Steve CalswellNorwest’s Chief RF specialist Steve Caldwell heard about the new product line from connections at Shure’s engineering team in the US, early in the product development process. Shortly after, the Axient systems were written into the final draft of the London plan by Scott Willsallen – who had to ensure that the Axient systems (which only became commercially available during the spring) would survive the intense media focus of the games.

‘I wasn’t going to take any chances,’ he explains. ‘You don’t get a second chance at an event like this one. I really hammered Steve hard at the end of last year and in the spring of this year about whether Axient would be ready to do the job.’

Alongside audio quality, Caldwell’s case for Axient centred on several features of the new systems, including Frequency Diversity and the rechargeable battery technology developed for Axient (also used in Shure’s ULX-D digital wireless systems and PSM900/1000). ‘We used Shure KSM9s as the default standard mics on these systems, swapping to Beta 58s if the artists involved were a little bit more… shall we say… noisy. An Axient transmitter with a KSM9 sounds like you’re using a wired KSM9 – it just sounds great. That’s how it should be, of course, but it’s quite a step,’ Willsallen says.

‘With the Axient handhelds, we can transmit on two frequencies at the same time, should we need to,’ Caldwell explains. ‘We receive on two or maybe three receiver locations for each performer, for redundancy purposes. That has added so much confidence to the business of using handheld wireless mics.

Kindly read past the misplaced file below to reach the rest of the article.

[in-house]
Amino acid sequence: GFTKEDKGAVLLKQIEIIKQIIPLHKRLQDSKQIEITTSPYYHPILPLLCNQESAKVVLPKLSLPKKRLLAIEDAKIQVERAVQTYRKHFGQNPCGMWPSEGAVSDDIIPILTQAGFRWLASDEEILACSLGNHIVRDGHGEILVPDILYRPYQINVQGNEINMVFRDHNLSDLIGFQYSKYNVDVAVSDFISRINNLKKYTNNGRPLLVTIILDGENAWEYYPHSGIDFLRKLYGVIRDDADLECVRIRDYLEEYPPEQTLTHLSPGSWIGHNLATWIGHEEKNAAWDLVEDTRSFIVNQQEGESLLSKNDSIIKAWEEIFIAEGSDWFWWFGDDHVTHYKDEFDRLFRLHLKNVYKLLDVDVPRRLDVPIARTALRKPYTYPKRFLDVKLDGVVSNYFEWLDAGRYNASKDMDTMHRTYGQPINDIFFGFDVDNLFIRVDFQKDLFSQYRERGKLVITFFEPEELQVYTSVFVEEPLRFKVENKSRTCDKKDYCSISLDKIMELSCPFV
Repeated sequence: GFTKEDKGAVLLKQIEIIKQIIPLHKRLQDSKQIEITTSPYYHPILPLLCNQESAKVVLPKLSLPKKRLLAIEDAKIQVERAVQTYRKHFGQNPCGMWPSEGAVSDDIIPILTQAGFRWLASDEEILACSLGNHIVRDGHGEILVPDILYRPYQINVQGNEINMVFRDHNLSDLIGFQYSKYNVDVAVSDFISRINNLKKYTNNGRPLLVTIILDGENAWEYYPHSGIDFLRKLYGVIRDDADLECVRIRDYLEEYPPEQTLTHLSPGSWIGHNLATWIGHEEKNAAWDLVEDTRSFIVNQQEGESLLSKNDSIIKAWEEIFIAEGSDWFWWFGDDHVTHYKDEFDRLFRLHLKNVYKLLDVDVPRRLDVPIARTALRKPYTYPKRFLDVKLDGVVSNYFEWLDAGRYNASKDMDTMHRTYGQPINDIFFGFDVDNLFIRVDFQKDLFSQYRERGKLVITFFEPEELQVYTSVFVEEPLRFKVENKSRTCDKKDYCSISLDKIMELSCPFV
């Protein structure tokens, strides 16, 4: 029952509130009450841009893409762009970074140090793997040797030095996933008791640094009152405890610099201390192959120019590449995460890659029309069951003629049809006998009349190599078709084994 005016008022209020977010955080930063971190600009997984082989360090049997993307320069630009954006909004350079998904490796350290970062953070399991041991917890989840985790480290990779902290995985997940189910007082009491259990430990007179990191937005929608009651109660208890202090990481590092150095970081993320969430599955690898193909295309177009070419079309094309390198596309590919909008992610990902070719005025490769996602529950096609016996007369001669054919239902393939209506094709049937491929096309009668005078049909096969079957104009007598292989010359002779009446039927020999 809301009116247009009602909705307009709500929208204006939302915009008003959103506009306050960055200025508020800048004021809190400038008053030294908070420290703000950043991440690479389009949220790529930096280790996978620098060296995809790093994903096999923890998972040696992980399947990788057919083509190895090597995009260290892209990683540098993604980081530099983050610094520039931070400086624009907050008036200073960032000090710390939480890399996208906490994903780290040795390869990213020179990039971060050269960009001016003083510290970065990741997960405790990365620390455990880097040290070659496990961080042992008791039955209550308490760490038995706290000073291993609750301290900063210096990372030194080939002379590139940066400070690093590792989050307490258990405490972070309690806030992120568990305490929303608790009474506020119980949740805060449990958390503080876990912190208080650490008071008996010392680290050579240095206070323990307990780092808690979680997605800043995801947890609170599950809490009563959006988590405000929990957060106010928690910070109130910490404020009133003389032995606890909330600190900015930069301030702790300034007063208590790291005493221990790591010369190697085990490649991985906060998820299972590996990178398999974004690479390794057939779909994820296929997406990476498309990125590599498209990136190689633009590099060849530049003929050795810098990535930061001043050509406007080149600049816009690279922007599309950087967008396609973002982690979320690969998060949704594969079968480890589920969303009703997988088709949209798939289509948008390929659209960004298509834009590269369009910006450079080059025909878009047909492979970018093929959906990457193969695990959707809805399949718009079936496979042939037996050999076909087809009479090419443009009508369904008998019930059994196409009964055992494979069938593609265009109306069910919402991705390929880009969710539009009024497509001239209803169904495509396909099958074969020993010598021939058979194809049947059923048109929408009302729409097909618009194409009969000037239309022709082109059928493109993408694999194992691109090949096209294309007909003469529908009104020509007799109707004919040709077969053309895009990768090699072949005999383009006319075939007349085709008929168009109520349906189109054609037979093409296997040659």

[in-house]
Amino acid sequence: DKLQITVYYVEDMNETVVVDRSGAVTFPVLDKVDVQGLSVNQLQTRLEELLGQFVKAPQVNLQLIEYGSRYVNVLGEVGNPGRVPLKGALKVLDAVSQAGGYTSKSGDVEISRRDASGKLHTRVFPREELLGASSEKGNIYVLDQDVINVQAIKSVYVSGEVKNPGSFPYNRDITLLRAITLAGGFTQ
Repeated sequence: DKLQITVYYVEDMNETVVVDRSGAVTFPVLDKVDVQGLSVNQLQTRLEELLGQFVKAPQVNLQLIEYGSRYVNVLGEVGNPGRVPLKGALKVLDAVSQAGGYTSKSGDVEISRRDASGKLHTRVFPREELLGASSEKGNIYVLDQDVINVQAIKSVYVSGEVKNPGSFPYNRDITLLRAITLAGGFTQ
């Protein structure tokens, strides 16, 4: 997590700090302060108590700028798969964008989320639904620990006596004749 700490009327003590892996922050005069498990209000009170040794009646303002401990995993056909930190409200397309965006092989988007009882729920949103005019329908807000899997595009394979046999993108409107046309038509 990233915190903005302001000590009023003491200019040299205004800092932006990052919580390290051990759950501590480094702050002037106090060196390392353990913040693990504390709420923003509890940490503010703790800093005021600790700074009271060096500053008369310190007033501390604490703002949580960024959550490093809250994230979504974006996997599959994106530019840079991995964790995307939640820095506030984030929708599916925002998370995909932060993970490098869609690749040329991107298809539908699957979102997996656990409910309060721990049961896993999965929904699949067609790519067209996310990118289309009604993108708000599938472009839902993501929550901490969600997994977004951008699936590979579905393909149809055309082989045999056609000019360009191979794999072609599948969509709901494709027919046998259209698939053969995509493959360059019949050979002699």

‘The technology that’s gone into the rechargeables is also amazing,’ he continues. ‘At any time, I can see over the network down to five-minute increments how much battery life is left in each of those transmitters; I’ve never been able to do that before. And the time readout on the rechargeable is so reliable. That saves money and time; we’re not constantly throwing away AA batteries that are only half-used.’

‘It’s sustainable too,’ adds Willsallen. ‘This was flagged as the most sustainable Olympics yet, and to have something rechargeable that was that good was amazing. We would have used around 26,000 AA batteries otherwise, and they would have been no use to anybody afterwards, and gone straight into landfill.’

Axient’s efficient use of the available RF spectrum was also a key factor – Axient can operate over 20 wireless channels in a standard UK 8MHz TV channel. ‘The greater frequency efficiency of Axient was a big help,’ Caldwell says. ‘The spectrum plan was done to be used with UHF-R wireless mics; inserting the Axient was like an added bonus, because you can fit so many more channels into the same spectrum.’

Despite Willsallen’s initial caution, the Axient systems passed their baptism of fire. ‘I have to be quite uncompromising about these things,’ he says. ‘If there had been the slightest hint of problems with the Axient systems, I would have swapped back to using UHF-R systems. But there wasn’t a hitch.’

Caldwell’s Shure contacts include key members of the US Axient engineering and design team, but all on-site support for the gameswas handled by Shure Distribution UK (SDUK). ‘The Olympic Games on your doorstep is a once-in-a-lifetime opportunity’ says SDUK Applications & Product Manager, Tuomo Tolonen. ‘Everyone involved with the production put on four amazing memorable shows and I am pleased we’ve been able to be a part of it and see Axient deliver on the largest show imaginable.’